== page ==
1. Thanks for those. It goes to show what a tricky task it is to keep shutlines orderly. I feel the original shutlines on the C-class we are dealing with here are not great. Have Mercedes ever been really good at this? The revised sketch improves the front bumper and rear door. I’d have to decline the revised a-pillar. The value of your proposal is that reveals the parameters leading to the chosen solution are at fault. It’s the clamshell that is the core of the matter. At the rear I feel the alternative leads to the shutline running non-parallel to the curvature of the panels it crosses. I might feel happier if there was a smooth curve where it crosses from the body side to wheel arch lip. On the other hand it is credible. I personally would choose the existing solution or explore changes to the conditions. Thanks again for posting it and being brave enough to listen to our comments.

  6. I actually took some time to try and rework the C-Klasse shutlines. I’m not too sure about the result, but I daresay the rear door looks better this way.

    I’ve also moved the front bumper shutline, so it’s clearly detached from the hood shutline (and crosses the body section in a more convenient point), the rear bumper shutline (a bit more experimental, I’m not too sure about the engineering that would go into such a big swathe of plastic) and the hood to A-pillar shutline (not sure about this one either, but it does make the hood look a bit more solid).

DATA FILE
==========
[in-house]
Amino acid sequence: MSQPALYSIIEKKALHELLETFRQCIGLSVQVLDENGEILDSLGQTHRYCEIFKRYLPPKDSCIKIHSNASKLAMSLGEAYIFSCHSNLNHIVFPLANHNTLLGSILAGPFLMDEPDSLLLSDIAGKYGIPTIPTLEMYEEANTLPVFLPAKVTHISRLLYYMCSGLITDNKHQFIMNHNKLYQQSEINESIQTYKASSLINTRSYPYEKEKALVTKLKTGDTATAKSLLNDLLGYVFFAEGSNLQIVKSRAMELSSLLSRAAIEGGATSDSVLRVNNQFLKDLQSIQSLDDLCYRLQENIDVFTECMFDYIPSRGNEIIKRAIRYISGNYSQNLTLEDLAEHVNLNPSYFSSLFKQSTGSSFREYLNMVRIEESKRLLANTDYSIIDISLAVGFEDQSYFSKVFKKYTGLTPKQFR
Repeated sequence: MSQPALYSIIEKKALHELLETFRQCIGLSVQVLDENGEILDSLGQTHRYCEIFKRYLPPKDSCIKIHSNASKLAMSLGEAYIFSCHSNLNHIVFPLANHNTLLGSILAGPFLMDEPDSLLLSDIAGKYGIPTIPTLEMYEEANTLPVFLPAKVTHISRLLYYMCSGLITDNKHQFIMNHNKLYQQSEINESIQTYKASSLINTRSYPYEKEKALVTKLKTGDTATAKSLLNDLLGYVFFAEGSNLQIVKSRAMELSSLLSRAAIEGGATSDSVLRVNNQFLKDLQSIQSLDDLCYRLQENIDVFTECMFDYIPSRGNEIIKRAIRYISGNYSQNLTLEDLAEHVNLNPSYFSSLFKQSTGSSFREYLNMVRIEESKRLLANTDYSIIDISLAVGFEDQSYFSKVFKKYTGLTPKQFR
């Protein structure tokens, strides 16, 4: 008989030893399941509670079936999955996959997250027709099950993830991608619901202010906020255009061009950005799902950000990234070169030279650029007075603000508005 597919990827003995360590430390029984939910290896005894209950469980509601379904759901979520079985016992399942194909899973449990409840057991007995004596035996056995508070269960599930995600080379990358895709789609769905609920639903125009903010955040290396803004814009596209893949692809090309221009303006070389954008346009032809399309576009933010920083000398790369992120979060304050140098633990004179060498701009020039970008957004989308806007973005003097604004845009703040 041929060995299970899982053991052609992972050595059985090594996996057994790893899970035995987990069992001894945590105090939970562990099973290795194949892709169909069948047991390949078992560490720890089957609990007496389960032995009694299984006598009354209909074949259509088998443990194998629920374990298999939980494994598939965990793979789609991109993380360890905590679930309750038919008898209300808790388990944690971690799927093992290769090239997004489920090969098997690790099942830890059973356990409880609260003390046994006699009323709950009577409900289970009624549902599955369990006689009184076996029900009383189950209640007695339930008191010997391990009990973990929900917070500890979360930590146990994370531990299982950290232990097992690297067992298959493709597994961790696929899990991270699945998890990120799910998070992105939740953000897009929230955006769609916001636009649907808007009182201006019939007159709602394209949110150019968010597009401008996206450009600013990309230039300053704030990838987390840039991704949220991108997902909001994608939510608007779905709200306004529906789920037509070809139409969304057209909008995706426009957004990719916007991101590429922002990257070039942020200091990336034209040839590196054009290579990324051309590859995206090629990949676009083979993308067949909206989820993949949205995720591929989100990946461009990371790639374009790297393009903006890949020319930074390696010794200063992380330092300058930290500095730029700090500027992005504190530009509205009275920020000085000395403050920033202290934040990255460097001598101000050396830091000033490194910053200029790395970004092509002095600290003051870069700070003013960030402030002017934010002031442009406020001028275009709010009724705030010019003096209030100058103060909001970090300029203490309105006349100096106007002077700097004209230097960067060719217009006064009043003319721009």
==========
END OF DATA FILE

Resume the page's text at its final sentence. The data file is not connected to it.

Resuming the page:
7. I’m unrepentant on this, the whole floating bonnet/clamshell effect on both cars hits me square between the eyes every time. I think it’s really poorly handled and cheapens both cars unnecessarily. I agree with Richard on this. If you do it on one end, you are duty bound to do the other end too. Even more illogically, the W221 S-Class had a clamshell bootlid, but in that instance was given a conventional bonnet treatment. It looked just as bad there – possibly worse, on a flagship model. That old axiom holds true; just because you can doesn’t mean you should.

    Otherwise I’ve grown almost fond of the W204. Alongside its modern siblings, it now appears stately and well proportioned. The estate is particularly good to my eyes. The W212 is another kettle of fish altogether. Okay, it’s not W210 awful, but it is and always has been a bit of a stylistic eaton mess.

    Thanks to Kajetan for the altered images. Clearly there was a bit of an ‘anything goes’ attitude in Peter Pffifer’s Sindelfinen dream factory during the previous decade. And no firm hand on the tiller.